Wednesday, June 4, 2014

Rhubarb Tart

In celebration of our new garden, I decided to bake up a rhubarb desert.
We're growing rhubarb in the garden among the veggies and herbs and it's something I don't use nearly enough in my baking. 
Also we're going for dinner at our friends' place tonight so we volunteered to bring the desert. 

After a quick google search ('what parts of rhubarb will kill me?')* and a Pinterest search for recipes, I settled on a rhubarb tart with shortbread crust. 
The picture looked delicious and I'm sure the finished result with taste as good as it looks (in the picture on Pinterest, mine doesn't look super appetizing unfortunately).

*FYI - you can eat the stalks, just don't eat the leaves of the rhubarb plant. Those might kill you.

Rhubarb Tart 
(adapted from Taste of Home recipe) 

1. In a large saucepan bring 3 3/4 cups chopped rhubarb, 1/4 cup sugar, and 2 tbsp water to a boil. Reduce heat to medium and cook until the rhubarb is tender, string often. Remove from heat and allow to cool. Once cool, transfer to a blender and puree until smooth.
2. Meanwhile, mix together 1 cup flour, 1/2 cup quick oats, 1/3 cup sugar, and 1/2 cup cold cubed butter. Use a pastry cutter to blend until the butter is the size of peas. Pour into an ungreased tart pan with removable bottom and press into the bottom and up the sides. Bake at 350 for 18-20 minutes. 
3. In a small saucepan over medium heat, whisk 6 egg yolks, 1/2 cup sugar1 tbsp lemon juice and the rhubarb puree until blended. Mix in 5 tbsp butter and whisk until melted then remove from heat. Add in a few drops of red food colouring if you're not satisfied with the colour.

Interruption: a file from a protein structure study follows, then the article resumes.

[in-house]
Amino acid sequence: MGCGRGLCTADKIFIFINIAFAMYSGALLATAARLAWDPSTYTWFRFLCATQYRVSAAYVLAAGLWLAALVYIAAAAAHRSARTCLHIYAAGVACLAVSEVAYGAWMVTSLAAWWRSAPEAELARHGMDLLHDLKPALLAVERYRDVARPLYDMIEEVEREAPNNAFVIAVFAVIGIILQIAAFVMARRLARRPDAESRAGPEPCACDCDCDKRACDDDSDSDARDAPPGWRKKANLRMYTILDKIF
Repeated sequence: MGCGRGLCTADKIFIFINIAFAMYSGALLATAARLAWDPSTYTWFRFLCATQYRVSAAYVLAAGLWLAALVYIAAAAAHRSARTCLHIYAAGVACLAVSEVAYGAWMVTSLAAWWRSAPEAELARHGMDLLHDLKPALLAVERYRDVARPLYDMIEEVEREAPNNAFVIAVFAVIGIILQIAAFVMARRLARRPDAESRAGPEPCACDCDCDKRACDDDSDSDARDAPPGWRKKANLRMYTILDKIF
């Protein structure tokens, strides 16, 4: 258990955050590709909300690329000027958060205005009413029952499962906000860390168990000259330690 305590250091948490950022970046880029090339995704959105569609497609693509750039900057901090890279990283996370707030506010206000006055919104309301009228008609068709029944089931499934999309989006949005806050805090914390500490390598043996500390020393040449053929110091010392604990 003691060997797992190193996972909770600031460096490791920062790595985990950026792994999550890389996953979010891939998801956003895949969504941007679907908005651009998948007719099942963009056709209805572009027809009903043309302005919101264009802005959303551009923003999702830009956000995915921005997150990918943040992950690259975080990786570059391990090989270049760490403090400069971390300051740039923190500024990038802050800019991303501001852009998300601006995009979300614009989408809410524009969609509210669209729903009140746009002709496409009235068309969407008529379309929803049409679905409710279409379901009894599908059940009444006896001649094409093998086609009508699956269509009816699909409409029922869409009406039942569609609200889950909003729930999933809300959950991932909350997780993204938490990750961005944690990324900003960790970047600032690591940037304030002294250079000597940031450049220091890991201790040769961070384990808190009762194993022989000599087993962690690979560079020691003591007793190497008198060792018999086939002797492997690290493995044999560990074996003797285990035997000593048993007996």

4. Pour into the crust and bake at 350 for 12-15 minutes until the centre is almost set. Cool completely, then refrigerate for at least one hour . Then serve and enjoy!


  1. I simply love rhubarb but just as you, I have hardly ever used it in my baking, apart from some muffins a while back. It always reminds me of the boarding house I used to live at as a teenager, where rhubarb tart (very similar to the one in your recipe) was served as a dessert in springtime. Here in Austria it's mainly used in making jams and Marmelade (sorry, still haven't got the hang when to use which word in the English language)
    thanks for sharing! I had no idea about the poisonous leaves!

  2. Thanks for sharing! Marmalade is a word we use here too so you're good :) I hadn't thought about using it for jams but what a fantastic idea! I think that will be what I use the next batch for!